Anything Steph Curry Does Is Internetable

It clearly hasn't happened yet, but I suspect we are slowly but surely inching up on the day when Stephen Curry finally and truly jumps the shark.

I bring this up only because he made quiver madly again over the weekend with his appearance on the South Korean televised hallucinogen called "Infinite Challenge."

It wasn't. He and his brother Seth played very-well-compensated straight men in a three-minute sight gag – a 2-on-5 basketball game against a veritable menagerie of, well, things. His toughest task was making a half-court shot, and his second was making a series of layups. The stars were the people and inflatables assigned to not stop him from doing so.

And it hit the ether almost immediately because, among other things, anything Curry does is Internetable, and when you combine it with an Asian sports variety show (Japanese power hitter Takeshi Yamasaki was put on a national show trying to hit a 186-mph fastball from a pitching machine to great hilarity), you have gold.

Or, as it turns out, tin. It is all disposable, dismissible, digestible nonsense, something to eat up a few minutes in your day.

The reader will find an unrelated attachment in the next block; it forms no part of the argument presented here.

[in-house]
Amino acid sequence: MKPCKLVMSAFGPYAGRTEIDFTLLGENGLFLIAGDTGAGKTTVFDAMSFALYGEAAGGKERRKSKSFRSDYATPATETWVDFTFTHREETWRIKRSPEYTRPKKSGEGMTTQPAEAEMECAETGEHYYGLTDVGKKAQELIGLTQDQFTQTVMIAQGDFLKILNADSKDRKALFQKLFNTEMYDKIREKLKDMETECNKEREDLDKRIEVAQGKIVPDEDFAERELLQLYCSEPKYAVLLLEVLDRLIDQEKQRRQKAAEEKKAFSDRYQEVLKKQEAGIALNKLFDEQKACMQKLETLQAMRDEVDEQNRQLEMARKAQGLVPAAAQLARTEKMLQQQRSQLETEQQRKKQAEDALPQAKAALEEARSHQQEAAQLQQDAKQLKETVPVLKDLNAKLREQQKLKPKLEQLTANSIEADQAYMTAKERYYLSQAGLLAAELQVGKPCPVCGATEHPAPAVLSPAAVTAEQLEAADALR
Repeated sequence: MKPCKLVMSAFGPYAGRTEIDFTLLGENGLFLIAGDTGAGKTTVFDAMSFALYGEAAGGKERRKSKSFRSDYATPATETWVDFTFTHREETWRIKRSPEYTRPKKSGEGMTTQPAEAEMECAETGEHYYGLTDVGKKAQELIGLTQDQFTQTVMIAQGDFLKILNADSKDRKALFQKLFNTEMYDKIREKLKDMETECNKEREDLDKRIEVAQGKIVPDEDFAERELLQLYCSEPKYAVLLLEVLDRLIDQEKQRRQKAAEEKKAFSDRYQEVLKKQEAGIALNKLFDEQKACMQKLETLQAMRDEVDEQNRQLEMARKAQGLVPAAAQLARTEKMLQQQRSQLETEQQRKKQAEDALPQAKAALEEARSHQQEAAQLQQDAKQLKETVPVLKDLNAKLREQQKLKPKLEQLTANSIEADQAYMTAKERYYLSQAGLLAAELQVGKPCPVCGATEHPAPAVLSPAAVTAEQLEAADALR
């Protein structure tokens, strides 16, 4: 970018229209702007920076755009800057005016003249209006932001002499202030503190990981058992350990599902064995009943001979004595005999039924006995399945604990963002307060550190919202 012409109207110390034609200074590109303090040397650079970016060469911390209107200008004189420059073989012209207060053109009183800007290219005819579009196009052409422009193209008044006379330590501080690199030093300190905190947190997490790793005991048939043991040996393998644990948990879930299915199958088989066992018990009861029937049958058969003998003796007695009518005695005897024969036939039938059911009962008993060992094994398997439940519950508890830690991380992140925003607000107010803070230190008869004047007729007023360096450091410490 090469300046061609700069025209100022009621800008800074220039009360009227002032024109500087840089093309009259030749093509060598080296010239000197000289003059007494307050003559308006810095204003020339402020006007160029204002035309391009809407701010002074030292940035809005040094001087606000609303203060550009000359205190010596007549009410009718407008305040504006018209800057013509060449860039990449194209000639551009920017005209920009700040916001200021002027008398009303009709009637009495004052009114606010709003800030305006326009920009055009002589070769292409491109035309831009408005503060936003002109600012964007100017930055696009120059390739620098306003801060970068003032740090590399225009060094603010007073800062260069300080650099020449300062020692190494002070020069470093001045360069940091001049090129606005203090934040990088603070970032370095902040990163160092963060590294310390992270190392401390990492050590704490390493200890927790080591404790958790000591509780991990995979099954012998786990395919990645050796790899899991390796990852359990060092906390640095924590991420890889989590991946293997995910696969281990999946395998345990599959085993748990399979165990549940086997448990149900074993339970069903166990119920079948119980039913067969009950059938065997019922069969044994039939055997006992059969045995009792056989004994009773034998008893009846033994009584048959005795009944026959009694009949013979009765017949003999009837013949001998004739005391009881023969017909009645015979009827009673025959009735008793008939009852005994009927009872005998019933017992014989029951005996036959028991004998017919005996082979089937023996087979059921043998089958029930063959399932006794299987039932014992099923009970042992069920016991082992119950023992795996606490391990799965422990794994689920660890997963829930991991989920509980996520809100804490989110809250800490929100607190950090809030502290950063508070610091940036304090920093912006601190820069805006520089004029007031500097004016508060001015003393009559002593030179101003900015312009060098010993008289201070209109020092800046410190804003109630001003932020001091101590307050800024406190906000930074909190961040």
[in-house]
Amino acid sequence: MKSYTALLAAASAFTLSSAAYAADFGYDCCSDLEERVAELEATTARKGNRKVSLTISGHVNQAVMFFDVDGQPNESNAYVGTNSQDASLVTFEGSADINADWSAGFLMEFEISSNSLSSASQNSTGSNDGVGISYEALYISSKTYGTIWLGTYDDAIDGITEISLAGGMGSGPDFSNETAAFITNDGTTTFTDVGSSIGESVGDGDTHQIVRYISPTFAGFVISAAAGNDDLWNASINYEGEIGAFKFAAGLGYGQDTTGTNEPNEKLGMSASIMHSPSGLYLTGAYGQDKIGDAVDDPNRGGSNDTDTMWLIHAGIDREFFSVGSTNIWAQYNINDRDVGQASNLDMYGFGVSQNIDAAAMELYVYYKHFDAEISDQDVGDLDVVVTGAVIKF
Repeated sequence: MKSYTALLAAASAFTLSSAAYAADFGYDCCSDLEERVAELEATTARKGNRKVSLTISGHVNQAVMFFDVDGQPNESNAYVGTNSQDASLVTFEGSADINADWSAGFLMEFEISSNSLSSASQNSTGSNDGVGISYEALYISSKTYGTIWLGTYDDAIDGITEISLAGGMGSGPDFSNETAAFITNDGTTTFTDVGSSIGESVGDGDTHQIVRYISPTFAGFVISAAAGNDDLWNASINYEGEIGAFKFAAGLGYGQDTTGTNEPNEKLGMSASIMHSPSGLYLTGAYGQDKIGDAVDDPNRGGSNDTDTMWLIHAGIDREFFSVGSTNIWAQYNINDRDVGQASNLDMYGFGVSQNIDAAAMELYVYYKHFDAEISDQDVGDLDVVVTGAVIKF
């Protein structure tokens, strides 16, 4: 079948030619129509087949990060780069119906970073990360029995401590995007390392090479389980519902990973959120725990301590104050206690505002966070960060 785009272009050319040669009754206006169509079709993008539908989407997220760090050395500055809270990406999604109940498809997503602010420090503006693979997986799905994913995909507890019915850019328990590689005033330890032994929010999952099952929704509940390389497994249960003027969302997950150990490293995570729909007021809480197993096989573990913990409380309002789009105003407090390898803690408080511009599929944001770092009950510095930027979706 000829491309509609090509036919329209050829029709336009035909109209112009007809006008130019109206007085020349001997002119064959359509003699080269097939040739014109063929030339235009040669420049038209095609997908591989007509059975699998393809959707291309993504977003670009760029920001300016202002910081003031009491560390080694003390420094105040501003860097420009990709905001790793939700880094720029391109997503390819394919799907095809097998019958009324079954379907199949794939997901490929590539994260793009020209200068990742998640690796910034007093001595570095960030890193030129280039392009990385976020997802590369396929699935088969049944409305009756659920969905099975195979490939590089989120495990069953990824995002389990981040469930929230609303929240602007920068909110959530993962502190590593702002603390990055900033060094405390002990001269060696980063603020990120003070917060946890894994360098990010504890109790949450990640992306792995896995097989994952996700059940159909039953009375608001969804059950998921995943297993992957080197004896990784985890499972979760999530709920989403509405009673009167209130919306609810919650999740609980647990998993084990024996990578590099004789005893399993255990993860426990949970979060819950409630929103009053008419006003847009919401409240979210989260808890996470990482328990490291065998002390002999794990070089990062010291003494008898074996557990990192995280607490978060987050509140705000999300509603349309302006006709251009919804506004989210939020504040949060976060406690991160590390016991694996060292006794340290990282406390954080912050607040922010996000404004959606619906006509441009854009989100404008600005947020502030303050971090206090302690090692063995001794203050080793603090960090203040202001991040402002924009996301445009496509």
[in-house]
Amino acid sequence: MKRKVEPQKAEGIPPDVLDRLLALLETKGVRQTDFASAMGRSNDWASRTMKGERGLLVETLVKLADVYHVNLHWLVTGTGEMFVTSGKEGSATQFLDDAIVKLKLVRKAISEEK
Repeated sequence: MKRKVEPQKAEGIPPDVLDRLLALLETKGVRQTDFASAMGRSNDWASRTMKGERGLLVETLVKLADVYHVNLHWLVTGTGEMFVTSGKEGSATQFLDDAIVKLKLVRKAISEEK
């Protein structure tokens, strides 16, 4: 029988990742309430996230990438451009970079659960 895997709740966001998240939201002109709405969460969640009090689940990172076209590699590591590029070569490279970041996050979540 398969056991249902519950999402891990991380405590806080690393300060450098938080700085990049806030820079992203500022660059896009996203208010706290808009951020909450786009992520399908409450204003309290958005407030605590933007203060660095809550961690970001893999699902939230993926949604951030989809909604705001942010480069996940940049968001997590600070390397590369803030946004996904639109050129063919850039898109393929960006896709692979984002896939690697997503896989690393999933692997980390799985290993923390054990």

But Curry's almost relentless accessibility, and our heroin-based need to contrive ways to provide him, are easing into that "jeez, enough already" territory. And since we clearly won't say no, one wonders when perhaps he might.

What's next, "Curry naps fitfully"? "Curry orders take-out"? "Curry drops off dry-cleaning"? Actually, yes, all those things would be posted as well, because the Internet doesn't stop when people are sick of something. The Internet stops when the robots win.

You want proof? The Crying Jordan meme. I rest my case.

But a day may come in the distant future when something Stephen Curry does is met with a yawn, and the only people more thankful than us will be him. He just doesn't know it yet.

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